clock menu more-arrow no yes mobile

Filed under:

Taking a Closer Look at the Draft Eligible Safeties

It's time to find William Moore's replacement.

Kim Klement-USA TODAY Sports

With the release of longtime Falcons and fan favorite William Moore, it's clear that Atlanta needs to bring in starter quality talent at the strong safety position. Ricardo Allen appears to have the free safety job locked up unless a miracle happens and Florida State's Jalen Ramsey falls to the 17th pick (don't get your hopes up, at all).

Safety is one of the most talented positions in the draft with starting caliber players sprinkled through out. Here are a few players that would slide in seamlessly in Dan Quinn's defense.

All player measurements courtesy of

Keanu Neal, Florida (6'1", 216)

When profiling the prototypical "enforcer" safety for Atlanta's Cover 3 scheme, Neal is the player that comes to mind. He's big, fast, and routinely punishes ballcarriers and receivers coming across the middle. At times the Falcons rotate their safeties in order to keep themselves from getting out-leveraged and Neal has flashed the ability to play deep overtop in a pinch. While he's not as successful playing the deep middle third as he is the box, he's not a complete liability there.

Neal may find himself available in the third round and if he's there, the Falcons should jump all over him

Darian Thompson, Boise State (6'2", 215)

Thompson is a bit more versatile than Neal and because of that the Falcons may have to take him in the first round if they decide he's their guy. Thompson has the range to make plays in the deep centerfield while possessing the physicality and tackling ability to be a legitimate presence against the run. He helped himself with a strong Senior Bowl week and should continue to see his stock rise next week at the combine.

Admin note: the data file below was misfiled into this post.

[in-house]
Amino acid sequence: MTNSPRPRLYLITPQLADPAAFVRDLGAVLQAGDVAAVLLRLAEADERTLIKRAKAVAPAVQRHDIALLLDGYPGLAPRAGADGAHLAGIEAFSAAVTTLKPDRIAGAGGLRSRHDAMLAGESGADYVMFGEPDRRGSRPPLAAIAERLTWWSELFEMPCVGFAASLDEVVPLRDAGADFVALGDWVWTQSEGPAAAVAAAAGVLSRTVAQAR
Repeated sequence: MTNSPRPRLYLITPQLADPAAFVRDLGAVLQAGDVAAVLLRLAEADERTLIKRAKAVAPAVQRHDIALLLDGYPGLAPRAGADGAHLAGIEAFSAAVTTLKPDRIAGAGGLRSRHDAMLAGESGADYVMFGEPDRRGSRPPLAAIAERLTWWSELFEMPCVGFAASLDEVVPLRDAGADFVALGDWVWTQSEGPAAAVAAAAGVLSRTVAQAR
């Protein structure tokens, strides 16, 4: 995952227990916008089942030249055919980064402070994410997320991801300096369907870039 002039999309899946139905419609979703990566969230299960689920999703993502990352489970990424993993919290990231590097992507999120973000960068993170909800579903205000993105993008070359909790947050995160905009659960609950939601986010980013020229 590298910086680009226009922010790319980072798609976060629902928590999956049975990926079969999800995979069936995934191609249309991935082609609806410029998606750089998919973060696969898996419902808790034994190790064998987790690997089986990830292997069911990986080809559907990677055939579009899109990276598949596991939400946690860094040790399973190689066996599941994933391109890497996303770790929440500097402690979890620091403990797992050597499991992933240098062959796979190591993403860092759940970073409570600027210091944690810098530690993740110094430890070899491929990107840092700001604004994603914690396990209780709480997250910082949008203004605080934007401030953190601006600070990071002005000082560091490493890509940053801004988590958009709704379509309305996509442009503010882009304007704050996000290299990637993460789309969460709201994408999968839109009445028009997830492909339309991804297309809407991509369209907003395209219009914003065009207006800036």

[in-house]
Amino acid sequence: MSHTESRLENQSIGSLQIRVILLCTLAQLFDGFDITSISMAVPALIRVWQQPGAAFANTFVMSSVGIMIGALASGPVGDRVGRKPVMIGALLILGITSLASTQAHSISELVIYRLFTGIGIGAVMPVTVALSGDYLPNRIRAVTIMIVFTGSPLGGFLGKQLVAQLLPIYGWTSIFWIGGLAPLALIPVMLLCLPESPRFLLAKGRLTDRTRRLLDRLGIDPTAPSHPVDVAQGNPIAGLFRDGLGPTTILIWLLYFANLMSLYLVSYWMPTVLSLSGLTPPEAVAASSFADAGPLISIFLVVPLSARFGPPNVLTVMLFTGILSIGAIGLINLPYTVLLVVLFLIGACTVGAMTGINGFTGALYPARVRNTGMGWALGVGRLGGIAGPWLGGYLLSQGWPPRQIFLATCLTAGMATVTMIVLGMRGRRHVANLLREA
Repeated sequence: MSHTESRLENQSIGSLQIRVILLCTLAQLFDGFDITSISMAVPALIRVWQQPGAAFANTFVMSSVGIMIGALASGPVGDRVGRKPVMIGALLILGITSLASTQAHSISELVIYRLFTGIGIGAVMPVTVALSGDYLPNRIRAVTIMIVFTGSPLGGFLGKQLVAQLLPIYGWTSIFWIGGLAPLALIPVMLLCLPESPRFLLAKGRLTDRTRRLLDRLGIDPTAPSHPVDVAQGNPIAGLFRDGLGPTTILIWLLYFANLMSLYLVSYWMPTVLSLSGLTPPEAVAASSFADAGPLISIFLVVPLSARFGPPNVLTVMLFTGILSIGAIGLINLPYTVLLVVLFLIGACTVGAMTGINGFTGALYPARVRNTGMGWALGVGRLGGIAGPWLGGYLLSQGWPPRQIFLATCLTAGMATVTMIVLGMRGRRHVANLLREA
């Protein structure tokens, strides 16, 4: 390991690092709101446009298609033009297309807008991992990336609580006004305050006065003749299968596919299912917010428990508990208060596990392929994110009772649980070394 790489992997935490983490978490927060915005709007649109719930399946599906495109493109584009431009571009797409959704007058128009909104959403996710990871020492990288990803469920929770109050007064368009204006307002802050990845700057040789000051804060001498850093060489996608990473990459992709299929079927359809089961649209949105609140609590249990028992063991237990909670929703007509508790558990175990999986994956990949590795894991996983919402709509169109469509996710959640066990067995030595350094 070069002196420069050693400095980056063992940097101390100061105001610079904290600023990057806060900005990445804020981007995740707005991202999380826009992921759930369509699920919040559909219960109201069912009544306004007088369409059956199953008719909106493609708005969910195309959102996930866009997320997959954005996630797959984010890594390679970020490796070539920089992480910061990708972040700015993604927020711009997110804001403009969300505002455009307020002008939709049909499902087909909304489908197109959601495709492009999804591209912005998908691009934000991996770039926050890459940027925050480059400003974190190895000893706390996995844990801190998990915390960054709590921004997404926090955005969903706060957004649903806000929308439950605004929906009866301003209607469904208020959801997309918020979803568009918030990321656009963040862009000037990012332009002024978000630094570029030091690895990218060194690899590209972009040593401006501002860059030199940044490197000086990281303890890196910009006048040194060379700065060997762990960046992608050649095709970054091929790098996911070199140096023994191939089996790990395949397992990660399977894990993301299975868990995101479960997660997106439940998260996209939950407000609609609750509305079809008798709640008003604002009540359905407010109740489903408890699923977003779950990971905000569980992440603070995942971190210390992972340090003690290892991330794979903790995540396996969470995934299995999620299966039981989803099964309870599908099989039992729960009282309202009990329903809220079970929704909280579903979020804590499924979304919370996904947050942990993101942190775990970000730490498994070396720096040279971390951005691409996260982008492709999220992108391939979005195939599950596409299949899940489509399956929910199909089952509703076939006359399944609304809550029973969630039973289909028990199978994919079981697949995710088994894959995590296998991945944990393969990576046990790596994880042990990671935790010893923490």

If Atlanta can fill a few of their major holes (linebacker, edge rusher, receiver) in free agency then taking Thompson in the first round would make a lot of sense. He's an impact player that can thrive in both safety spots in Dan Quinn's defense.

Vonn Bell, Ohio State (5'11, 205)

Vonn Bell falls somewhere in between Thompson and Neal. He doesn't bring the violent, heat seeking nature of Keanu Neal and he's just a hair below Darian Thompson in overall talent level. What Bell does bring is a steady, sound presence to the defensive backfield. Bell is a smart player who's quick to read and react to route combinations and fills against the run in a controlled manner. He's solidfied himself as a solid second round talent who may rise with a good combine.

With Bell you're getting a smart, heady player who's game is perfectly tailored for the professional game. He would be a nice complement to Ricardo Allen playing on the backend.

Kavon Frazier, Central Michigan (6'0, 218)

Kavon Frazier is a play that's flying under the radar right now, but he has some serious game. Central Michigan led the Mid-American Conference in opposing passing yards per game (190.5) and Frazier played a huge role in their success. He's not the greatest athlete in the world, but he lays the wood versus the run and is usually in a position to make a play on the ball. Frazier mainly free safety at Central Michigan and he does have some value there. His role moving forward should be at strong safety where he'll be able to patrol the middle of the field and the sideline while playing his run fits with great integrity.

If the Falcons trade down at some point and acquire picks on the third day of the draft, Frazier makes a lot of sense as a guy who can grow into a potential starter sooner rather than later.

These are just a few prospects that would be nice fits in Atlanta. The safety class as a whole is very talented and there are players left off this list like West Virginia's Karl Joseph and Maryland's Sean Davis that would also be fits for Atlanta.

This draft class is setting up nicely for the prominent needs that Atlanta currently has. As the combine happens and free agency progresses, we'll have a clearer picture of what the Falcons are going to do in the draft.